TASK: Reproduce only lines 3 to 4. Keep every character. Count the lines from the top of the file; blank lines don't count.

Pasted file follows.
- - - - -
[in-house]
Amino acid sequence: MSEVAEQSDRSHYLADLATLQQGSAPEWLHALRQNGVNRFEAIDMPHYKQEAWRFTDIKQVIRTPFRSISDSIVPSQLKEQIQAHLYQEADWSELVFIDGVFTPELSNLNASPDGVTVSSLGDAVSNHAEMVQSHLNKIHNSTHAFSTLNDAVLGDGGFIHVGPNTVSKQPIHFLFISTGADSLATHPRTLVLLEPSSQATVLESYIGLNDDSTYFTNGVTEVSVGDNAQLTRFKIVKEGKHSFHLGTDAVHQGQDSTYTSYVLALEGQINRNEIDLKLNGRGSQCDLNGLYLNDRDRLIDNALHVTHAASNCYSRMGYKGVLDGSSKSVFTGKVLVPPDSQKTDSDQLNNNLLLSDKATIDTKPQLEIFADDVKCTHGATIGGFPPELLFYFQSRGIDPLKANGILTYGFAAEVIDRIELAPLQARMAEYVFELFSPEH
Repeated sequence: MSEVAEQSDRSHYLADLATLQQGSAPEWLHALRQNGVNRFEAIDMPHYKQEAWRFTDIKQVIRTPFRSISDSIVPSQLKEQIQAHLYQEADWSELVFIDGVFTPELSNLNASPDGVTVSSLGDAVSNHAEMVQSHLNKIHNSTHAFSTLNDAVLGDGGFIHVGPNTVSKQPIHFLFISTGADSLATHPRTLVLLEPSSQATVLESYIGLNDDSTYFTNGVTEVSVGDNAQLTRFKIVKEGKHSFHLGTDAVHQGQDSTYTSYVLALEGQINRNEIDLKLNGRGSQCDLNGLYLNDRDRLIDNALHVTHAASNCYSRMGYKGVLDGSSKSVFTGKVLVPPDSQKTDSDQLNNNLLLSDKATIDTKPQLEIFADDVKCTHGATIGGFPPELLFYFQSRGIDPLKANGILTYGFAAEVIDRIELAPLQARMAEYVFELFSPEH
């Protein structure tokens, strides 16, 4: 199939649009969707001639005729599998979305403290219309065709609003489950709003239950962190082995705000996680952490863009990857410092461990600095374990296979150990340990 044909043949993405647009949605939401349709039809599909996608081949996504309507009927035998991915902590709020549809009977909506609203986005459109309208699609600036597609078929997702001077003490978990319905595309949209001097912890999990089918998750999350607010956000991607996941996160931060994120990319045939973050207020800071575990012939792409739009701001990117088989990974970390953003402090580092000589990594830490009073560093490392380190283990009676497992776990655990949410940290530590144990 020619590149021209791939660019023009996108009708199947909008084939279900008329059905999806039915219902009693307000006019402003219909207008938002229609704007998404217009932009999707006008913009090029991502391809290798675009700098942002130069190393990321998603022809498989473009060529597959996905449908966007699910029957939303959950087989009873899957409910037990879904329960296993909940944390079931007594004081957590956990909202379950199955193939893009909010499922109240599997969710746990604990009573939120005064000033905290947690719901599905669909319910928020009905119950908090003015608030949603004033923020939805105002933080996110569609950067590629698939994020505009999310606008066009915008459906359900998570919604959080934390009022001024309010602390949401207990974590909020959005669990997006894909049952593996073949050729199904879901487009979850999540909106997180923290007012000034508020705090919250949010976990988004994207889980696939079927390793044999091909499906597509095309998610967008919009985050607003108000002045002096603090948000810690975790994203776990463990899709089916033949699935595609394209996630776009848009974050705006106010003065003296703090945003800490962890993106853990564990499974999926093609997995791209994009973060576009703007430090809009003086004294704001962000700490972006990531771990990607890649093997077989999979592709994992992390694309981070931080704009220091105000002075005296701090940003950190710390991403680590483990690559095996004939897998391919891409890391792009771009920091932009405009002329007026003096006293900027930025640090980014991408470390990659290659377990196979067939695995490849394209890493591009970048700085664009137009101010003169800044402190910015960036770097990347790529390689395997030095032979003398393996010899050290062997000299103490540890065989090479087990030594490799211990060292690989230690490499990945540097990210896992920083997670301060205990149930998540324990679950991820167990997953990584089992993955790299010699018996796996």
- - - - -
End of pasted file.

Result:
Repeated sequence: MSEVAEQSDRSHYLADLATLQQGSAPEWLHALRQNGVNRFEAIDMPHYKQEAWRFTDIKQVIRTPFRSISDSIVPSQLKEQIQAHLYQEADWSELVFIDGVFTPELSNLNASPDGVTVSSLGDAVSNHAEMVQSHLNKIHNSTHAFSTLNDAVLGDGGFIHVGPNTVSKQPIHFLFISTGADSLATHPRTLVLLEPSSQATVLESYIGLNDDSTYFTNGVTEVSVGDNAQLTRFKIVKEGKHSFHLGTDAVHQGQDSTYTSYVLALEGQINRNEIDLKLNGRGSQCDLNGLYLNDRDRLIDNALHVTHAASNCYSRMGYKGVLDGSSKSVFTGKVLVPPDSQKTDSDQLNNNLLLSDKATIDTKPQLEIFADDVKCTHGATIGGFPPELLFYFQSRGIDPLKANGILTYGFAAEVIDRIELAPLQARMAEYVFELFSPEH
């Protein structure tokens, strides 16, 4: 199939649009969707001639005729599998979305403290219309065709609003489950709003239950962190082995705000996680952490863009990857410092461990600095374990296979150990340990 044909043949993405647009949605939401349709039809599909996608081949996504309507009927035998991915902590709020549809009977909506609203986005459109309208699609600036597609078929997702001077003490978990319905595309949209001097912890999990089918998750999350607010956000991607996941996160931060994120990319045939973050207020800071575990012939792409739009701001990117088989990974970390953003402090580092000589990594830490009073560093490392380190283990009676497992776990655990949410940290530590144990 020619590149021209791939660019023009996108009708199947909008084939279900008329059905999806039915219902009693307000006019402003219909207008938002229609704007998404217009932009999707006008913009090029991502391809290798675009700098942002130069190393990321998603022809498989473009060529597959996905449908966007699910029957939303959950087989009873899957409910037990879904329960296993909940944390079931007594004081957590956990909202379950199955193939893009909010499922109240599997969710746990604990009573939120005064000033905290947690719901599905669909319910928020009905119950908090003015608030949603004033923020939805105002933080996110569609950067590629698939994020505009999310606008066009915008459906359900998570919604959080934390009022001024309010602390949401207990974590909020959005669990997006894909049952593996073949050729199904879901487009979850999540909106997180923290007012000034508020705090919250949010976990988004994207889980696939079927390793044999091909499906597509095309998610967008919009985050607003108000002045002096603090948000810690975790994203776990463990899709089916033949699935595609394209996630776009848009974050705006106010003065003296703090945003800490962890993106853990564990499974999926093609997995791209994009973060576009703007430090809009003086004294704001962000700490972006990531771990990607890649093997077989999979592709994992992390694309981070931080704009220091105000002075005296701090940003950190710390991403680590483990690559095996004939897998391919891409890391792009771009920091932009405009002329007026003096006293900027930025640090980014991408470390990659290659377990196979067939695995490849394209890493591009970048700085664009137009101010003169800044402190910015960036770097990347790529390689395997030095032979003398393996010899050290062997000299103490540890065989090479087990030594490799211990060292690989230690490499990945540097990210896992920083997670301060205990149930998540324990679950991820167990997953990584089992993955790299010699018996796996």